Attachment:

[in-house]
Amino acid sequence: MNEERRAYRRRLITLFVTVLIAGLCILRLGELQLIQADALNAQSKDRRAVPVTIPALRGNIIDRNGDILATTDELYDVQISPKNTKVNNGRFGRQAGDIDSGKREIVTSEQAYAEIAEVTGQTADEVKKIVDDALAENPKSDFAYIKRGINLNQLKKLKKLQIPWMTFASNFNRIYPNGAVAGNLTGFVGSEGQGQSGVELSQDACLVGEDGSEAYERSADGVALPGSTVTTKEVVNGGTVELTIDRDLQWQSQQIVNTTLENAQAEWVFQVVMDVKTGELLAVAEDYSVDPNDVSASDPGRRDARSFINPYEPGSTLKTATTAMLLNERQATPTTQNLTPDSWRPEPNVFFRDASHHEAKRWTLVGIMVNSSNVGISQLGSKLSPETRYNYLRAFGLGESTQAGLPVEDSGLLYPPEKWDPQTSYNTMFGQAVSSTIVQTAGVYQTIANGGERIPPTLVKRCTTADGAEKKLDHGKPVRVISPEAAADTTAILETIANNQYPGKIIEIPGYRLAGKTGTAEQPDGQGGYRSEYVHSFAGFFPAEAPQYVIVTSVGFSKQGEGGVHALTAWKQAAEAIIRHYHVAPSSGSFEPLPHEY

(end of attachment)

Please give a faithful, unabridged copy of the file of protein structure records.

[in-house]
Amino acid sequence: MNEERRAYRRRLITLFVTVLIAGLCILRLGELQLIQADALNAQSKDRRAVPVTIPALRGNIIDRNGDILATTDELYDVQISPKNTKVNNGRFGRQAGDIDSGKREIVTSEQAYAEIAEVTGQTADEVKKIVDDALAENPKSDFAYIKRGINLNQLKKLKKLQIPWMTFASNFNRIYPNGAVAGNLTGFVGSEGQGQSGVELSQDACLVGEDGSEAYERSADGVALPGSTVTTKEVVNGGTVELTIDRDLQWQSQQIVNTTLENAQAEWVFQVVMDVKTGELLAVAEDYSVDPNDVSASDPGRRDARSFINPYEPGSTLKTATTAMLLNERQATPTTQNLTPDSWRPEPNVFFRDASHHEAKRWTLVGIMVNSSNVGISQLGSKLSPETRYNYLRAFGLGESTQAGLPVEDSGLLYPPEKWDPQTSYNTMFGQAVSSTIVQTAGVYQTIANGGERIPPTLVKRCTTADGAEKKLDHGKPVRVISPEAAADTTAILETIANNQYPGKIIEIPGYRLAGKTGTAEQPDGQGGYRSEYVHSFAGFFPAEAPQYVIVTSVGFSKQGEGGVHALTAWKQAAEAIIRHYHVAPSSGSFEPLPHEY